We leaned on rough rock slabs and ate our sandwiches—pre-packaged coldcuts on stale white bread. Each of us got a squirt of mustard from the plastic bottle of Gulden’s Will had carried in his pack, to make the round circles of bologna and salami more palatable. No one talked or photographed anything. No one had even brought a camera. All of which seems strange to me now. That the landscape of that morning was uncluttered by the layered, waterfall noise of language, that no one gave a thought to preserving the memory of all that terrible beauty.

      The descent was jagged and loud. Our feet tumbling against, down, over. Hands bracing against roots. The suction and choking sound of each boot heel pulling up and out of the wet clay. 

     When we hit the treeline again we started talking as though no silence had clouded over the day, mostly bickering about where on the trail we needed to turn west to get to the quarry before heading back to camp. Here and there we paused to roll and light cigarettes and joints. 

      I was good and high when we reached the quarry. A cheesy wooden campground sign with crooked hand-painted yellow lettering proclaimed that the quarry had been first established in the late 1700s and had once been one of the biggest sources of granite in the country. But the mine had closed in the late 1980s, and in the years since the operation had been abandoned, groundwater and rainwater had crept back in and collected to form a deep lake. A pool at the bottom of a hole people had been digging for over two centuries. Generations of American stonecutters had carved into the earth, extracting rock sheets slab by slab, like dentists pulling enormous, uniform teeth from the mouth of the earth. The empty space their mining had left behind was an inverted pyramid of air, the glittery flat mirror of the lake daring us to look into it and try to see to the bottom. We can cut away to the center of things, said the echoing ghost voices of dusty stonecutters in the tiered canyon, the veins in the granite walls made bare by the saws used to slice into it. We can test gravity. We can make power from altitude and depth. We stand atop the hardened crusty plates of this earth. We rule over the vanished and the vanishing. We are in control.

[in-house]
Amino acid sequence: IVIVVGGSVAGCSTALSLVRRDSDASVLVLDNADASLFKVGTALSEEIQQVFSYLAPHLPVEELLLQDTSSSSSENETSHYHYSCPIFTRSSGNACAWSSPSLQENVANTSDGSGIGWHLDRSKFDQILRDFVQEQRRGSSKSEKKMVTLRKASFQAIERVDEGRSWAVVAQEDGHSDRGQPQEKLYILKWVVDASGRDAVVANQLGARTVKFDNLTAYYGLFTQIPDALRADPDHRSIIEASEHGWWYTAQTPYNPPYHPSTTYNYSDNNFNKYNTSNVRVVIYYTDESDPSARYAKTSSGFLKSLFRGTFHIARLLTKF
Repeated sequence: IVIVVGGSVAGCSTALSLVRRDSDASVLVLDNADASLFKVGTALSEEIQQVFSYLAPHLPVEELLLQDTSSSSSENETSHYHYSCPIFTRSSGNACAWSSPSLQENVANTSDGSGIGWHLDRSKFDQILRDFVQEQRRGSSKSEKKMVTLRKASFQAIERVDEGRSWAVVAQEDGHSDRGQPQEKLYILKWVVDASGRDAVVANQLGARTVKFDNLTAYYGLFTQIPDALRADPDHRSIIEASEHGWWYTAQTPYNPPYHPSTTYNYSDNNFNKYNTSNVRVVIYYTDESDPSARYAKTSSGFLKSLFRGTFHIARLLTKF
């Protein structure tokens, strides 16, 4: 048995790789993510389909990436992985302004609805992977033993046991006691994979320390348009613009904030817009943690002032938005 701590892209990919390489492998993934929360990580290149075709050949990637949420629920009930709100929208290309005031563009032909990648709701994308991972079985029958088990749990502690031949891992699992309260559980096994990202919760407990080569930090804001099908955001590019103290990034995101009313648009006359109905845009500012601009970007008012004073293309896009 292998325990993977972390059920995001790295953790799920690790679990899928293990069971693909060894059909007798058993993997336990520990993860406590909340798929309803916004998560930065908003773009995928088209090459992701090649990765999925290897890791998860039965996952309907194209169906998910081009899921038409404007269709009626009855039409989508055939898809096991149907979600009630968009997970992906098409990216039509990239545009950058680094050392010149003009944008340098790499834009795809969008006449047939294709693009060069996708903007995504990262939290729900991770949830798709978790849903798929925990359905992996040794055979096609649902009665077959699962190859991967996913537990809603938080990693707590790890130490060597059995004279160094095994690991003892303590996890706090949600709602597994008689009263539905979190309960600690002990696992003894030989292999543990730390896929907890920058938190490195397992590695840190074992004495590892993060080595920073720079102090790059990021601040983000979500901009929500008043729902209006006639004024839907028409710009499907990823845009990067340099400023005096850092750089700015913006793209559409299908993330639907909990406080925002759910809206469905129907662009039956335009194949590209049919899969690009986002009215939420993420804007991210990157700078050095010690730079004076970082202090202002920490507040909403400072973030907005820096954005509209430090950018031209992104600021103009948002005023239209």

“How high do you think it is,” Luke asked, his hand shading his eyes from the sun as he peered up at the cliff shelves. The cuts into the rock made so long ago had molded the terrain above the lake into three ledges of ascending height, three plateaus where the granite had been leveled off into a broad cliff overhang. The first ledge was about the same height as the diving platform at the town pool at home, high enough from the water surface that the quarry jumpers who frequented the spot all summer could get a rush, but not so high that they felt reckless in stepping off the edge. The next level was double or even triple that height, high enough above the lake to feel like a jump into an abyss. The third level was so high, we had to crane our neck to see it. A small group of kids, probably locals, were jumping from the first two levels, the older pair among them taunting the younger ones to dare a dive from the highest level. Their teasing echoed down to us, tinkling like wind chimes.

      “Fuck, man, who knows how high,” Will said. “Higher than we are. And who cares.”